From a pedological point of view it requires soils rich in organic substance that are well drained, aerated and kept humid.
The plant reproduces by seed and easily by dividing rhizomes to be buried at a depth of 3-4 cm. Alternatively, the rhizomes can be extracted from the ground and stored in sand or dry peat to be replanted in spring.

Customs and Traditions –
Calathea lutea is a plant known by various names, including: cigar calathea, cuban cigar, Havana cigar, mexican cigar plant (English); biao, bihao, bijagua, bijao, bihao, hoja blanca, hoja de cuero, hoja de sal, hoja de piedra, hoja de to, maxan, pampano, platanillo (Spanish); cachibou, cauassú (Portuguese Brazil).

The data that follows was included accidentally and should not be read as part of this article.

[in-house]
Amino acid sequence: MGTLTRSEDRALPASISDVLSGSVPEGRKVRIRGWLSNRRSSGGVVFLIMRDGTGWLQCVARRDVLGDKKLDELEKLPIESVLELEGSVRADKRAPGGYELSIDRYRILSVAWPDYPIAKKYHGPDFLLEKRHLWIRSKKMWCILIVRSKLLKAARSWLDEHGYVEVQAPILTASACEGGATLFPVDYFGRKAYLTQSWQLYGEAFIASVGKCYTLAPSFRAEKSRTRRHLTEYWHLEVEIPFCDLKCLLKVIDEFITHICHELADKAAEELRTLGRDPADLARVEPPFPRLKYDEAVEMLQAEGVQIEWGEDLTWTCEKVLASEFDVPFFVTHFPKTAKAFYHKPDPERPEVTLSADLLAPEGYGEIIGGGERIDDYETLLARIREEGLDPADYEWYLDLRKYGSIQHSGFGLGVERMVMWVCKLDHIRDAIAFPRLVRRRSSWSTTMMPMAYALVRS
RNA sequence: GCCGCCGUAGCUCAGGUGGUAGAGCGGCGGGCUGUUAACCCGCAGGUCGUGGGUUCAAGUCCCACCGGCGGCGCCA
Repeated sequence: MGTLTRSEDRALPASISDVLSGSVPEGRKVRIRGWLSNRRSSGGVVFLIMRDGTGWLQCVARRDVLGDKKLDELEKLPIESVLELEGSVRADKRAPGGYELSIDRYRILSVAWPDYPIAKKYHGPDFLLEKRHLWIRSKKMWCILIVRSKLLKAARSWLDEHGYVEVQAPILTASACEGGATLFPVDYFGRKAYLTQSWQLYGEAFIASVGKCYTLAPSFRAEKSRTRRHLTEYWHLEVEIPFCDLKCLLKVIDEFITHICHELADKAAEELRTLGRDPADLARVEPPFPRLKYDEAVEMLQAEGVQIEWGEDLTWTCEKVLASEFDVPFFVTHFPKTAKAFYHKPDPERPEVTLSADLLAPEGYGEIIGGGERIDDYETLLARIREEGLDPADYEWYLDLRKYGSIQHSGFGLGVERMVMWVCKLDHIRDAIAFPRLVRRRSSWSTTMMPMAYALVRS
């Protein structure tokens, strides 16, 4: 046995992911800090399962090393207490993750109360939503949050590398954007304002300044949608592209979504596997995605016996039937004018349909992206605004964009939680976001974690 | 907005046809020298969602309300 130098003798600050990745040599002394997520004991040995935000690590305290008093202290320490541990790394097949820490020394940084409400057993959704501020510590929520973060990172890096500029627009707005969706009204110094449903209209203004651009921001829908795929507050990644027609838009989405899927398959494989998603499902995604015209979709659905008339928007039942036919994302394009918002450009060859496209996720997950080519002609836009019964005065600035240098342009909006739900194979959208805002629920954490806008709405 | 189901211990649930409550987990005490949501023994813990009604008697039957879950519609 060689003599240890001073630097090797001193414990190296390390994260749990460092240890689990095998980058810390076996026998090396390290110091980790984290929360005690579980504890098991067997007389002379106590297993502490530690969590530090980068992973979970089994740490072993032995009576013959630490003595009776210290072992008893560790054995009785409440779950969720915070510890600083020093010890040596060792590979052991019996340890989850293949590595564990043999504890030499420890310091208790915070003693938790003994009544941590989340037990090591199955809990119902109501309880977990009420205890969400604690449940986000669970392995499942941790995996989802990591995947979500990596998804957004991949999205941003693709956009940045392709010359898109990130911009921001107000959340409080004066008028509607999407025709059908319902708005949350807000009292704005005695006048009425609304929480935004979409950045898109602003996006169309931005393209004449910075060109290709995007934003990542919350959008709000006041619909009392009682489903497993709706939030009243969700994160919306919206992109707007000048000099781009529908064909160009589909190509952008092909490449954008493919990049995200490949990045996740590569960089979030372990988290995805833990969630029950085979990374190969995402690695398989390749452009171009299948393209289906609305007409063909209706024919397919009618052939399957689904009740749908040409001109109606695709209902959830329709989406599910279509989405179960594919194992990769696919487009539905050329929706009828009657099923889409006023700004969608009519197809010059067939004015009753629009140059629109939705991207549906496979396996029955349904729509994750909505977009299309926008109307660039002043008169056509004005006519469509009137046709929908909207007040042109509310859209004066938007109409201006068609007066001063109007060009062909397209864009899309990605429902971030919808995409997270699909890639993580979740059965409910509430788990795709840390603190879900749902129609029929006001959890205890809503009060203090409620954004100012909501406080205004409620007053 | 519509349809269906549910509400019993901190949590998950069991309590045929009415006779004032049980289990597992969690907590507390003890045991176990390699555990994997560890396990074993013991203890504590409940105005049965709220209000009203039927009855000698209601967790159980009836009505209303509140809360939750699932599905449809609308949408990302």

This plant was first described in 1775 by the French botanist Jean Baptiste Fusee-Aublet. It is a plant that grows in the American tropics, whose leaves are used, in some countries, to wrap tamales, hallacas and other soft foods.
The leaves of this plant, in fact, are used to wrap food which is commonly called fiambre or zarapa, it is also used as packaging for tamales in Antioquia and Santander, and for sweets and beech in the Caribbean region (Colombia and/or Venezuela ), for juanes in Moyobamba and Tarapoto (Peru), as well as in the preparation of ayampaco and maito in Ecuador and occasionally for roofing. Furthermore, the juice of its rhizome and stems has a great diuretic value.
In Panama it is used to wrap tamales, both old and new corn; to wrap the Mono, a complete food from the Chiriquí area and, sometimes, the sweet panela.